Today, NACD launched registration for the 73rd Annual Meeting in San Antonio, Texas, held Feb. 2-6, 2019. With the theme “Mission Focused: Fulfilling Our Legacy,” the 2019 NACD Annual Meeting will celebrate the history of the tricentennial city, the conservation movement and the leaders who make natural resource conservation possible on every acre.

Join us in Mission City! Registering online saves you $15 – just sign in to your NACD account to complete your registration (click “Forgot Password” to reset your password or check if you have an account). While you register online, you can also become a Friend of NACD and order a commemorative 2019 Annual Meeting t-shirt.

The 2019 NACD Annual Meeting will be hosted in partnership with the Association of Texas Soil and Water Conservation Districts (ASWCD) at the Marriott Rivercenter in downtown San Antonio, next to the Riverwalk. The room rate is $214 per night, plus tax. Make your reservations before Friday, Jan. 11, 2019, online or by calling 1-800-648-4462 and saying you are with the NACD Annual Meeting.

Visit NACD’s Annual Meeting website to learn more about the upcoming meeting, including the meeting agenda, opportunities to increase exposure for your business or organization by becoming a meeting sponsor or exhibitor, and the nine different excursions and tours offered during your week in San Antonio.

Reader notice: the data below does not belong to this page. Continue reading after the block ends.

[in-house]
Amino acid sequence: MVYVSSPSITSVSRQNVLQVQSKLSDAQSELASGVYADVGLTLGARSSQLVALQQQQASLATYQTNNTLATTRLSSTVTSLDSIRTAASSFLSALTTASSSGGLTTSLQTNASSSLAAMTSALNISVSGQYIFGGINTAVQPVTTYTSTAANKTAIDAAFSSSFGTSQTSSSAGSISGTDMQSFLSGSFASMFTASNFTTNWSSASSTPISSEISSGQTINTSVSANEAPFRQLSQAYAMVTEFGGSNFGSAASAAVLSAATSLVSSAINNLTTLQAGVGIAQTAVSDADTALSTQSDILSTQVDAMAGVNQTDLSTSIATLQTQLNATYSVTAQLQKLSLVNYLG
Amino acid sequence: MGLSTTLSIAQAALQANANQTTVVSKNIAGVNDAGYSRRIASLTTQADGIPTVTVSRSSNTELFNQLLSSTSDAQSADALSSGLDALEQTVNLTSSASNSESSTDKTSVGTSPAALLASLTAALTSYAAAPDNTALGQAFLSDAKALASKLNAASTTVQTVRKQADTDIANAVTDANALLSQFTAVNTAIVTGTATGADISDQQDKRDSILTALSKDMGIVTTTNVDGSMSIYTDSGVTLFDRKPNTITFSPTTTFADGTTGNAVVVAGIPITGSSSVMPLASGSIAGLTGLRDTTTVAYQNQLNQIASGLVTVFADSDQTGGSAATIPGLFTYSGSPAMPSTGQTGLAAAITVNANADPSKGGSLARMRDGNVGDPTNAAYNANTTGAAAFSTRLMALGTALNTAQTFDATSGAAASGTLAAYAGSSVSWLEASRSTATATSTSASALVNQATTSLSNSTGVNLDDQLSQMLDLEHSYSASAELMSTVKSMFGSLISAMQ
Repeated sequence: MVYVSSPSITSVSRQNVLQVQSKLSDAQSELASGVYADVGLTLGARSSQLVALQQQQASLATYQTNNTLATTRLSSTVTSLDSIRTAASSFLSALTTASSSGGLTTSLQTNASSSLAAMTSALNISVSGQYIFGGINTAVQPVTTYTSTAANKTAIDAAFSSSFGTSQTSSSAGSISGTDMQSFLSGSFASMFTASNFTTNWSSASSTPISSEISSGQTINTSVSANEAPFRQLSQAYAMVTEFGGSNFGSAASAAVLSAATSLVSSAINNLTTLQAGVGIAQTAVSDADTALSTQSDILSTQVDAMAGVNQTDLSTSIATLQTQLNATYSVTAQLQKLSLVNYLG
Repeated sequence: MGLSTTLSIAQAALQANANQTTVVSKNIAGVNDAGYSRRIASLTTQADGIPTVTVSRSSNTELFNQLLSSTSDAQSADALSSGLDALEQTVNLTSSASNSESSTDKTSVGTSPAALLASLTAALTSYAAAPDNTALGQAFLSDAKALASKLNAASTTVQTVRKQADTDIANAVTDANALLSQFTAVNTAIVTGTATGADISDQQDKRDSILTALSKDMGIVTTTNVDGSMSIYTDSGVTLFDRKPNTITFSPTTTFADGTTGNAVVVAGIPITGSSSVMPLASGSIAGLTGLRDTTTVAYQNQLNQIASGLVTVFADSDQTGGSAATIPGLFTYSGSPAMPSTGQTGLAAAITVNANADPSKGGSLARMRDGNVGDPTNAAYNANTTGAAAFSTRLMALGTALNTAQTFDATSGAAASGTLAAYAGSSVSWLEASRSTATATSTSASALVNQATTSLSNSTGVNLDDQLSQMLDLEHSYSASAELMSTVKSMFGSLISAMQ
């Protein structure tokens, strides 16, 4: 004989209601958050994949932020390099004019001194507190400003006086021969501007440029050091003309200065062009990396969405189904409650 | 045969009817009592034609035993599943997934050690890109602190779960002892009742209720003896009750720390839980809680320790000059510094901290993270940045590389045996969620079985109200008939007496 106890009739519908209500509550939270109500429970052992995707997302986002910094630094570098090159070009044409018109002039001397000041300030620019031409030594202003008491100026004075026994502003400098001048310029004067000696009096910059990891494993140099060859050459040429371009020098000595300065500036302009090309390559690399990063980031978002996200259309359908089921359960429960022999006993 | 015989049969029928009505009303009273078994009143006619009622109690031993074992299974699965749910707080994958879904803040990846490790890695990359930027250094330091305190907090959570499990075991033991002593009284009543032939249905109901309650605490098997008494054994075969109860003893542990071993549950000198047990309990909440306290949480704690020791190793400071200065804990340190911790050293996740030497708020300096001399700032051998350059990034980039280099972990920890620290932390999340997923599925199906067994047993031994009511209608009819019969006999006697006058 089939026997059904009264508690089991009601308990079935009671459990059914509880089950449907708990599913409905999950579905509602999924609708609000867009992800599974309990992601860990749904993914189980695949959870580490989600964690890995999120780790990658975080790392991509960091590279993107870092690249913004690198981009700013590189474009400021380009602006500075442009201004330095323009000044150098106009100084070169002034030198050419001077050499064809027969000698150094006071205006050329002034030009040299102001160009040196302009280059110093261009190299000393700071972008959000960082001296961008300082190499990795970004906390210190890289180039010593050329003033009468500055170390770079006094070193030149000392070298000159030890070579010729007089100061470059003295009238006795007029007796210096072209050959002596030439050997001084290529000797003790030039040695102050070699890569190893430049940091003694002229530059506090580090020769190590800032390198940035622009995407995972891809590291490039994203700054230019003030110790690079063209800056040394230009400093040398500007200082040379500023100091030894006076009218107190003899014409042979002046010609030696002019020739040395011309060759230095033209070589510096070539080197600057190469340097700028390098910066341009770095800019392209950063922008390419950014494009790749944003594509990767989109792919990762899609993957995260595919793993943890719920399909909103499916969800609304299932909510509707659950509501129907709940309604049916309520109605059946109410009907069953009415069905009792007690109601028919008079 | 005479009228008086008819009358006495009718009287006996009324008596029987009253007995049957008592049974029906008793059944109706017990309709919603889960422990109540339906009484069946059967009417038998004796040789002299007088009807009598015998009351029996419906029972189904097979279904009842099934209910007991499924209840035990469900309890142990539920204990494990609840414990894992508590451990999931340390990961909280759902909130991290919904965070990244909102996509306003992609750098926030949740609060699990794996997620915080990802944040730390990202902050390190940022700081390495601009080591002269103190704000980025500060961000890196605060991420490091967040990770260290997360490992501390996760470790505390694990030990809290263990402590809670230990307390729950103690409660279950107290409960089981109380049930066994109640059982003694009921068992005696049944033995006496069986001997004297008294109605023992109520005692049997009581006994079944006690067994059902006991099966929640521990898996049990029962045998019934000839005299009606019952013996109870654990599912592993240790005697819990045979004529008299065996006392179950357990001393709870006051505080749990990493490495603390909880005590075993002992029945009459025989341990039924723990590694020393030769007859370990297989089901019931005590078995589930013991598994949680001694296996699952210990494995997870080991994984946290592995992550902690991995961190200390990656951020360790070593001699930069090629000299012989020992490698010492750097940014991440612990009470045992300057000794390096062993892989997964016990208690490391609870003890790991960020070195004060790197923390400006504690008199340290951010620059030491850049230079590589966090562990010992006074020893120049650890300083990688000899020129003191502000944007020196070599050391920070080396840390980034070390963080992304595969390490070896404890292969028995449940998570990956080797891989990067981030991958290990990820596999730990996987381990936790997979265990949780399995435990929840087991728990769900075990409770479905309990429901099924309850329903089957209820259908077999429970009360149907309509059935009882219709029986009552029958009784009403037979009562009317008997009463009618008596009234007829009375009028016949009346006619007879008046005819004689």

On Aug. 6, the NACD Tribal Outreach and Partnership Resource Policy Group (RPG) held its first concurrent session at the 2018 NACD Summer Conservation Forum and Tour and Southeast Region meeting in Williamsburg, Va. Nearly thirty attendees heard a presentation by Jerry Pardilla (pictured above, right), director of the Office of Environmental Resource Management for the United South and Eastern Tribes, Inc. (USET). Pardilla described USET’s role in supporting tribes and tribal communities in Native American agriculture, conservation and tribal infrastructure related to natural resources. The presentation provided descriptions of opportunities for tribes and conservation districts to work together to protect and manage shared natural resources concerns. Attendees heard how Native American agriculture and tribal conservation priorities, initiatives and resources can serve as a basis for conservation districts and tribes to collaborate on watershed management, water quality and agricultural conservation projects.